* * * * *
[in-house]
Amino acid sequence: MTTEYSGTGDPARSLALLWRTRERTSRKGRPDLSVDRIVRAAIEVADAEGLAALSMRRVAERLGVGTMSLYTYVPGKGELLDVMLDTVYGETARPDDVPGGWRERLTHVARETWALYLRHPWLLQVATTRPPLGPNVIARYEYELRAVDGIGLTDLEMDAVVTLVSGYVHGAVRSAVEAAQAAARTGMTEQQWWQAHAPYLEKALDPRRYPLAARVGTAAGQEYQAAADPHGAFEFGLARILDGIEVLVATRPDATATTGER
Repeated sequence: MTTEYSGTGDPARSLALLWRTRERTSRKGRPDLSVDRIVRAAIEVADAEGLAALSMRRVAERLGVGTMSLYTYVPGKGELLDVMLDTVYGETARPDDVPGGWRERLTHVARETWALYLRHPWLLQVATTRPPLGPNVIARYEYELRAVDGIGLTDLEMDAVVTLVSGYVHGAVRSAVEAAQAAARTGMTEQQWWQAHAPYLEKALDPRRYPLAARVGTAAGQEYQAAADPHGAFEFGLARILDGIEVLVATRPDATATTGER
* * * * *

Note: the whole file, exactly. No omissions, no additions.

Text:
[in-house]
Amino acid sequence: MTTEYSGTGDPARSLALLWRTRERTSRKGRPDLSVDRIVRAAIEVADAEGLAALSMRRVAERLGVGTMSLYTYVPGKGELLDVMLDTVYGETARPDDVPGGWRERLTHVARETWALYLRHPWLLQVATTRPPLGPNVIARYEYELRAVDGIGLTDLEMDAVVTLVSGYVHGAVRSAVEAAQAAARTGMTEQQWWQAHAPYLEKALDPRRYPLAARVGTAAGQEYQAAADPHGAFEFGLARILDGIEVLVATRPDATATTGER
Repeated sequence: MTTEYSGTGDPARSLALLWRTRERTSRKGRPDLSVDRIVRAAIEVADAEGLAALSMRRVAERLGVGTMSLYTYVPGKGELLDVMLDTVYGETARPDDVPGGWRERLTHVARETWALYLRHPWLLQVATTRPPLGPNVIARYEYELRAVDGIGLTDLEMDAVVTLVSGYVHGAVRSAVEAAQAAARTGMTEQQWWQAHAPYLEKALDPRRYPLAARVGTAAGQEYQAAADPHGAFEFGLARILDGIEVLVATRPDATATTGER